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aurora borealis


from The American Heritage® Dictionary of the English Language, 4th Edition

  • n. An aurora that occurs in northern regions of the earth. Also called northern lights.

from Wiktionary, Creative Commons Attribution/Share-Alike License

  • n. The aurora of the northern hemisphere

from the GNU version of the Collaborative International Dictionary of English

  • n. A luminous meteoric phenomenon, visible only at night, and supposed to be of electrical origin. This species of light usually appears in streams, ascending toward the zenith from a dusky line or bank, a few degrees above the northern horizon; when reaching south beyond the zenith, it forms what is called the corona, about a spot in the heavens toward which the dipping needle points. Occasionally the aurora appears as an arch of light across the heavens from east to west. Sometimes it assumes a wavy appearance, and the streams of light are then called merry dancers. They assume a variety of colors, from a pale red or yellow to a deep red or blood color.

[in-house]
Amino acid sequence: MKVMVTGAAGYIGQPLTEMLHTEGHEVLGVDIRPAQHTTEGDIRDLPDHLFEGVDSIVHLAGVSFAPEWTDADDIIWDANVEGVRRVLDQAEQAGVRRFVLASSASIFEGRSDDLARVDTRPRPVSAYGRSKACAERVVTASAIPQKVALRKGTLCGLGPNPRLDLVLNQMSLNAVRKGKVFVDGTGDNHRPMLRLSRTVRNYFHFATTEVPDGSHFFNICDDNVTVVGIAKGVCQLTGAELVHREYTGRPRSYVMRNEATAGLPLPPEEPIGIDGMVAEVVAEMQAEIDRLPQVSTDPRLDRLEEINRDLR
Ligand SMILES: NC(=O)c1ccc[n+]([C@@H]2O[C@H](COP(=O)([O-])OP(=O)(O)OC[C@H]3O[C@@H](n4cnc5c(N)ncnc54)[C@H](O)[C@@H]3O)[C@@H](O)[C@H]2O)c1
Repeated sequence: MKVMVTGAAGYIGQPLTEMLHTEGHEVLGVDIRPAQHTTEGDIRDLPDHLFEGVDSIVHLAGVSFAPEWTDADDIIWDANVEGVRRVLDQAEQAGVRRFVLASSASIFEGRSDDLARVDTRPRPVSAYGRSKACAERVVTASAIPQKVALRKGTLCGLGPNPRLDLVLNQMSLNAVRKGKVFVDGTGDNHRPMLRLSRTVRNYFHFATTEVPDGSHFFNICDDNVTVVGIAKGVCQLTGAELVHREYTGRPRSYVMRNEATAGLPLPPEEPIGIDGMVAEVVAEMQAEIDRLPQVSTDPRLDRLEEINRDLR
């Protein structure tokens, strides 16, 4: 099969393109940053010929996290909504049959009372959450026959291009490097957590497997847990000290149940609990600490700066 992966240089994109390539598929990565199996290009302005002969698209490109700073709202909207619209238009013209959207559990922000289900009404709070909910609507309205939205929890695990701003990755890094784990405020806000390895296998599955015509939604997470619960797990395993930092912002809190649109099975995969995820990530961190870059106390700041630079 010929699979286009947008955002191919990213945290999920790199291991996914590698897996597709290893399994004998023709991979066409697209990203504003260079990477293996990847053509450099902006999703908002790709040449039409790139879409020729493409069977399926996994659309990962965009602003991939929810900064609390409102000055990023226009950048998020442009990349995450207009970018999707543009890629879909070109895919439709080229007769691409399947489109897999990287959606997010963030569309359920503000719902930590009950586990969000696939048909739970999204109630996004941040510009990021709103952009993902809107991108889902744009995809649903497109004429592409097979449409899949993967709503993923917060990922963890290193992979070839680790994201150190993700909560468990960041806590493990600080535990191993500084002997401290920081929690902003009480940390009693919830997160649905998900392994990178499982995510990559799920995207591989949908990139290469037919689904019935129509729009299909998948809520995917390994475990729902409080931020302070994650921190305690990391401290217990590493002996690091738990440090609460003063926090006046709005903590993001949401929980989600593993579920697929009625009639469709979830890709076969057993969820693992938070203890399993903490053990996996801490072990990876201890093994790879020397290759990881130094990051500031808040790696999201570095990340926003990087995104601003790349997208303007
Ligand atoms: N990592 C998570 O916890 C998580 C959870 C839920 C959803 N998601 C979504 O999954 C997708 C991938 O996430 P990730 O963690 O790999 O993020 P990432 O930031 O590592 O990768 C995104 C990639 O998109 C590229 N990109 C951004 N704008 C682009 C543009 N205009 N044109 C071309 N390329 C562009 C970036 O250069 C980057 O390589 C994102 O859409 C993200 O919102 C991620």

from WordNet 3.0 Copyright 2006 by Princeton University. All rights reserved.

  • n. the aurora of the northern hemisphere


New Latin aurōra boreālis : Latin aurōra, dawn + Latin boreālis, northern.
(American Heritage® Dictionary of the English Language, Fourth Edition)
From New Latin aurora borealis, from Latin Aurora ("Roman goddess of the dawn") + borealis ("northern") (Wiktionary)


  • aurora borealis, a geomagnetic phenomenon that's also known as the northern lights, is something we usually think of as occurring in, well, the north: Greenland, Iceland, Alaska and areas of northern Canada are famous for dazzling displays of red, green and orange lights, especially in the winter months.

    The Full Feed from

  • aurora borealis is very important to the story, Mr. Naime said.

    NYT > Home Page


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  • named after the Roman goddess of the dawn, Aurora, and the Greek name for north wind, Boreas

    February 24, 2008